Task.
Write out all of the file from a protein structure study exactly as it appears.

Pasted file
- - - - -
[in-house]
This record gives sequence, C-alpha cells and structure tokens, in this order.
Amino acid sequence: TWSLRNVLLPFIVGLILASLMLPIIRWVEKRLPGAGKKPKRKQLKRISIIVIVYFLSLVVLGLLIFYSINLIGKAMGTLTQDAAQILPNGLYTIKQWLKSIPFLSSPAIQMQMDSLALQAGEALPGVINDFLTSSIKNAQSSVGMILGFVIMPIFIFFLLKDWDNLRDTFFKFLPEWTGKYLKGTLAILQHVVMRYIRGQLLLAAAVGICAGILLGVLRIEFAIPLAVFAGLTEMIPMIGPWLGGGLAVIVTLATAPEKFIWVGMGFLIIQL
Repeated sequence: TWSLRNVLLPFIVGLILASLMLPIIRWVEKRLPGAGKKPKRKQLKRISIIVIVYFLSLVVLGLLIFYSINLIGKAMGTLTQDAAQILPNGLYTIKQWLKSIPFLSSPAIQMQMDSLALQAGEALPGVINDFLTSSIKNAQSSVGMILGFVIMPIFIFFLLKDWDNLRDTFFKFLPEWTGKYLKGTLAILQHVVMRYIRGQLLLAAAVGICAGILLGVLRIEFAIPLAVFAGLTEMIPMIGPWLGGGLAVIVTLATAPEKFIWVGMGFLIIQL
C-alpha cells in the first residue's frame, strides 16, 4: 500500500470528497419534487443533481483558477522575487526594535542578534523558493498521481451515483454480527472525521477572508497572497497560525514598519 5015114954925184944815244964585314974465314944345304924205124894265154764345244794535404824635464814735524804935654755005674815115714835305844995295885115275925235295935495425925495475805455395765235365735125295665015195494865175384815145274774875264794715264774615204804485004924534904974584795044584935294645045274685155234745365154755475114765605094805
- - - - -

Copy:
[in-house]
This record gives sequence, C-alpha cells and structure tokens, in this order.
Amino acid sequence: TWSLRNVLLPFIVGLILASLMLPIIRWVEKRLPGAGKKPKRKQLKRISIIVIVYFLSLVVLGLLIFYSINLIGKAMGTLTQDAAQILPNGLYTIKQWLKSIPFLSSPAIQMQMDSLALQAGEALPGVINDFLTSSIKNAQSSVGMILGFVIMPIFIFFLLKDWDNLRDTFFKFLPEWTGKYLKGTLAILQHVVMRYIRGQLLLAAAVGICAGILLGVLRIEFAIPLAVFAGLTEMIPMIGPWLGGGLAVIVTLATAPEKFIWVGMGFLIIQL
Repeated sequence: TWSLRNVLLPFIVGLILASLMLPIIRWVEKRLPGAGKKPKRKQLKRISIIVIVYFLSLVVLGLLIFYSINLIGKAMGTLTQDAAQILPNGLYTIKQWLKSIPFLSSPAIQMQMDSLALQAGEALPGVINDFLTSSIKNAQSSVGMILGFVIMPIFIFFLLKDWDNLRDTFFKFLPEWTGKYLKGTLAILQHVVMRYIRGQLLLAAAVGICAGILLGVLRIEFAIPLAVFAGLTEMIPMIGPWLGGGLAVIVTLATAPEKFIWVGMGFLIIQL
C-alpha cells in the first residue's frame, strides 16, 4: 500500500470528497419534487443533481483558477522575487526594535542578534523558493498521481451515483454480527472525521477572508497572497497560525514598519 5015114954925184944815244964585314974465314944345304924205124894265154764345244794535404824635464814735524804935654755005674815115714835305844995295885115275925235295935495425925495475805455395765235365735125295665015195494865175384815145274774875264794715264774615204804485004924534904974584795044584935294645045274685155234745365154755475114765605094805